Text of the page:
Despite improving security in the last few years, Somalia remains one of the most dangerous countries to be a journalist – even more so for someone who cannot see. Abdulaziz Billow has the story of journalist Abdifatah Hassan Kalgacal, who has been reporting from the Somali capital for the last decade despite being blind.
Video

Video Texas Defies Same-Sex Marriage Ruling

Texas state officials have criticized the US Supreme Court decision giving same-sex couples the right to marry nationwide. The attorney general of Texas says last week's decision did not overrule constitutional "rights of religious liberty," and therefore officials performing wedding services can refuse to perform them for same-sex couples if it is against their religious beliefs. Zlatica Hoke reports on the controversy.
Video

Video Rabbi Hits Road to Heal Jewish-Muslim Relations in France

France is on high alert after last week's terrorist attack near the city Lyon, just six months after deadly Paris shootings. The attack have added new tensions to relations between French Jews and Muslims. France’s Jewish and Muslim communities also share a common heritage, though, and as far as one French rabbi is concerned, they are destined to be friends. From the Paris suburb of La Courneuve, Lisa Bryant reports about Rabbi Michel Serfaty and his friendship bus.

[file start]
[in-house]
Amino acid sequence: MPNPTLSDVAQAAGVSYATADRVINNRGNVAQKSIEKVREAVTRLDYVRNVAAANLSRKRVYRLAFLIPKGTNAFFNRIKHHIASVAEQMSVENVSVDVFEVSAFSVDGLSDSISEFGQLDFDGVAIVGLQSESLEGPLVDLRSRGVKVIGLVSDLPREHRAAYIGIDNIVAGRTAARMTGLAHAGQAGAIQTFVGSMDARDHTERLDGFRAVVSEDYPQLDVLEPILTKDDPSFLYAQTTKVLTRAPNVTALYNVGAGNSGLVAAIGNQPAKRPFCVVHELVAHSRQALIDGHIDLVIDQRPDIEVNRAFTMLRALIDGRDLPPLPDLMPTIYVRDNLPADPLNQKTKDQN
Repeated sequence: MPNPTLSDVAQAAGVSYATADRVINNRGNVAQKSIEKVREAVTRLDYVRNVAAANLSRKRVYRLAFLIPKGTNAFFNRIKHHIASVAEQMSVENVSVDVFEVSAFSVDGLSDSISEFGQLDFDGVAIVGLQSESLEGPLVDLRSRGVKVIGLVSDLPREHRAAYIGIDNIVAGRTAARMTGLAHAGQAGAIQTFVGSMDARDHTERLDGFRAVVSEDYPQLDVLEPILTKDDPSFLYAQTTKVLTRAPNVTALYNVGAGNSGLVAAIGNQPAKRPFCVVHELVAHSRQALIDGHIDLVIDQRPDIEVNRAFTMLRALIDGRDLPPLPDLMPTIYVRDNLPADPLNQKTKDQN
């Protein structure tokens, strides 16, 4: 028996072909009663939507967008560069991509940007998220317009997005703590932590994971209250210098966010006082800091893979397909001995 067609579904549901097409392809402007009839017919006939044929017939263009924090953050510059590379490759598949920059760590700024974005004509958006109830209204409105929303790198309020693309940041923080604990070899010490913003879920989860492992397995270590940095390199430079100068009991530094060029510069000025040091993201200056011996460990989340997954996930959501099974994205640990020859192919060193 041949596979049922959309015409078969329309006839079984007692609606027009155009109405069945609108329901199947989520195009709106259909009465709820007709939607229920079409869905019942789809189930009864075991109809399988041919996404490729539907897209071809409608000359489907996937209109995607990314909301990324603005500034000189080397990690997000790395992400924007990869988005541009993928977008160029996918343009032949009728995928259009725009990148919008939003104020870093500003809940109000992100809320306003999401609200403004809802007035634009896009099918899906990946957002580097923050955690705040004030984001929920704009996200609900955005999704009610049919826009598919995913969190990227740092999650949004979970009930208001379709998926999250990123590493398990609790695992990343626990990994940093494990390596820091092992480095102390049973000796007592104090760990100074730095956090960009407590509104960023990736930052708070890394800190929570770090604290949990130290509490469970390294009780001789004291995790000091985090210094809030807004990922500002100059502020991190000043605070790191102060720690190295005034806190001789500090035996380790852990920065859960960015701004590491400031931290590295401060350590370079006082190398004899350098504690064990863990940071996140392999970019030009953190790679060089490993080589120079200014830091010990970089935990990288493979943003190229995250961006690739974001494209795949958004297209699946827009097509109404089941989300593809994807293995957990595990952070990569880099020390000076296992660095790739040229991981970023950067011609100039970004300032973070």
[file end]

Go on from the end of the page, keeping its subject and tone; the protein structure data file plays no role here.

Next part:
Video

Video Saudi Leaks Expose ‘Checkbook Diplomacy’ In Battle With Iran

Saudi Arabia’s willingness to wield its oil money on the global diplomatic stage appears to have been laid bare, after the website WikiLeaks published tens of thousands of leaked cables from Riyadh’s Ministry of Foreign Affairs. VOA's Henry Ridgwell reports.
Video

Video Nubians in Kenya Face Land Challenges

East Africa's ethnic Nubians have a rich cultural history that dates back thousands of years, but in Kenya they are facing hardships, including the loss of lands they have lived on for generations. They say the government has reneged on its pledge to award them title deeds for the plots. VOA's Lenny Ruvaga reports.
Video

Video Military Experts Question New Russian Tank Capabilities

Russia has been showing off its new tank design – the Armata T-14. Designers claim it is 20 years ahead of current Western designs - and driving it feels like playing a computer game. But military analysts question those assertions, and warn the cost could be too heavy a burden for Russia’s struggling economy. Henry Ridgwell reports.
Video

Video In Kenya, Police Said to Shoot First, Ask Questions Later

An organization that documents torture and extrajudicial killings says Kenyan police were responsible for 1,252 shooting deaths in five cities, including Nairobi, between 2009 and 2014, representing 67 percent of all gun deaths in the areas reviewed. Gabe Joselow has more from Nairobi.

VOA Blogs